According to that statement: “Saint Lucia’s contribution towards this arrangement was seven million three hundred and thirty-five thousand, six hundred and thirty Eastern Caribbean dollars and fifty-six cents (EC$7,335,630.56) to secure one hundred thousand (100,000) vials of the vaccine.

“The Government of Saint Lucia, through the Ministry of Health and Wellness, approved this purchase through Radical Investments Limited, following verifications by the Ministry of Finance and the Ministry of Health and Wellness to ensure the capacity of the supplier.”

“At the time of the transaction, there was much uncertainty with regard to the supply of COVID-19 vaccines around the world and the Government was actively seeking reliable sources for the vaccine. The partnership with two other CARICOM countries provided the best avenue to do so.”

On Wednesday, former PM Allen Chastanet confirmed to Barbados Today that his government worked through Radical.

But now the bubble has burst and the matter is in court, it is still uncertain as to whether all of Saint Lucia’s EC$7.3 million is included in the US $10.2 million being sought by Radical from Good Vibrations through the Florida courts.

The issue of certifying the citizenship of the principal players involved is a key one, as the judge pointed out that should the plaintiff fail to comply by Friday, the entire case can be dismissed.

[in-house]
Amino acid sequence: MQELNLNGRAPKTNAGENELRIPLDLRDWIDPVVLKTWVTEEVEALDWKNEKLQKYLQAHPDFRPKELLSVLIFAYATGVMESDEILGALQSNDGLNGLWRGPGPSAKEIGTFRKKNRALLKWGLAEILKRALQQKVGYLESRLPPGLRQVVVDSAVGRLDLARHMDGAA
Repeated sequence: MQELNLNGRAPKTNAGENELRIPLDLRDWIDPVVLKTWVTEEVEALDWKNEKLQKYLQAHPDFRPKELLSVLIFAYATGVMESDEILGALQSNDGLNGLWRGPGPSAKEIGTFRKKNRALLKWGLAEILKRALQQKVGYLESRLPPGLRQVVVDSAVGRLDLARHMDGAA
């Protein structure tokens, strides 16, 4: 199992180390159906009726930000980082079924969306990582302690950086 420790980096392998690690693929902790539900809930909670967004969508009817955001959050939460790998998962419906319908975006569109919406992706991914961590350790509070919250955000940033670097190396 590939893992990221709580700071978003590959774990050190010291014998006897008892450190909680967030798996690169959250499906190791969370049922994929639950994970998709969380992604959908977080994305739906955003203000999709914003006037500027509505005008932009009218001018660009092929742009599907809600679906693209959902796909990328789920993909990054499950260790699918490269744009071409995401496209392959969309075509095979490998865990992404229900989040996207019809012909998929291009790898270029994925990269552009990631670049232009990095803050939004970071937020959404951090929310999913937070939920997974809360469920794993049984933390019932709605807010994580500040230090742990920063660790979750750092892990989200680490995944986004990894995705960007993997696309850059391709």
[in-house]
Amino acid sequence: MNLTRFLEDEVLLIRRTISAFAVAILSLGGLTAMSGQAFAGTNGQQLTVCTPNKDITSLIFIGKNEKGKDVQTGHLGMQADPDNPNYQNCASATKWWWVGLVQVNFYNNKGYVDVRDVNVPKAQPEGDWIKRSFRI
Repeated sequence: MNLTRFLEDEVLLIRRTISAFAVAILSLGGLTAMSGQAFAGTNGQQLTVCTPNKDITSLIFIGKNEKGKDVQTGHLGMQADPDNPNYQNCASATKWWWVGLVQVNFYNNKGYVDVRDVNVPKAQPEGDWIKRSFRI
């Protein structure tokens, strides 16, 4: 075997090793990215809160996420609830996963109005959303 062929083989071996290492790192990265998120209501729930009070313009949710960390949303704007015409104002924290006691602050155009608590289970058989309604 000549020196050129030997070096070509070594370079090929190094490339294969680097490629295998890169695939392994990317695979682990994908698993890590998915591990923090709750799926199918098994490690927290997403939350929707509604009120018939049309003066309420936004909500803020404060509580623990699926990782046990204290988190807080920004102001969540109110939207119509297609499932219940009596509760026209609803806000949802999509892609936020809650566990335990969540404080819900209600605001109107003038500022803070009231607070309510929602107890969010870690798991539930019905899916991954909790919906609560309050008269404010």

Former Prime Minister Chastanet, while being quoted in the Barbados and Florida press about Saint Lucia’s involvement, has been absolutely silent on the matter locally.

The UWP Leader returned home earlier this week after an extended post-election holiday abroad and on Wednesday (September 22) his party issued a lengthy statement quoting him on the current administration’s handling of COVID-related matters, but there was not-a-word about the Radical Investments vaccination money scandal currently playing-out in the US courts.

Saint Lucia was to have secured 100,000 doses of Oxford-AstraZeneca and Barbados 300,000 of the million doses, but with no confirmation the remaining 700,000 would all have gone to The Bahamas.

Nassau has been quiet on the issue to date, leaving it uncertain as to whether The Bahamas made any advanced payment and has any money in this COVID fire.

But the Barbados government – through Acting Prime Minister Santia Bradshaw – has assured Barbadians that not one cent was lost by the Barbados Treasury, as the arrangement with the intended providers was that the Barbados government would only pay after the vaccines landed.

In Saint Lucia’s case, however, despite the then Allen Chastanet Government’s claim that ‘due diligence’ had been followed, the $7.3 million was authorized by Direct Purchase (no competitive bidding) by the then Prime Minister and Minister of Finance, Mr Chastanet.

Interestingly, none of the main players and private sector groups involved are known to have any experience providing health services: Mark Maloney is a developer and builder, Good Vibrations is an entertainment company – and Radical Investments isn’t known to have provided any previous health services to Saint Lucia before the botched deal.

Meanwhile, the Florida hearing continues Friday…

St. Lucia News Online

One comment

  • The Crow

    September 24, 2021 at 2:11 pm

    Good going Allen! That’s due diligence for you!

    Reply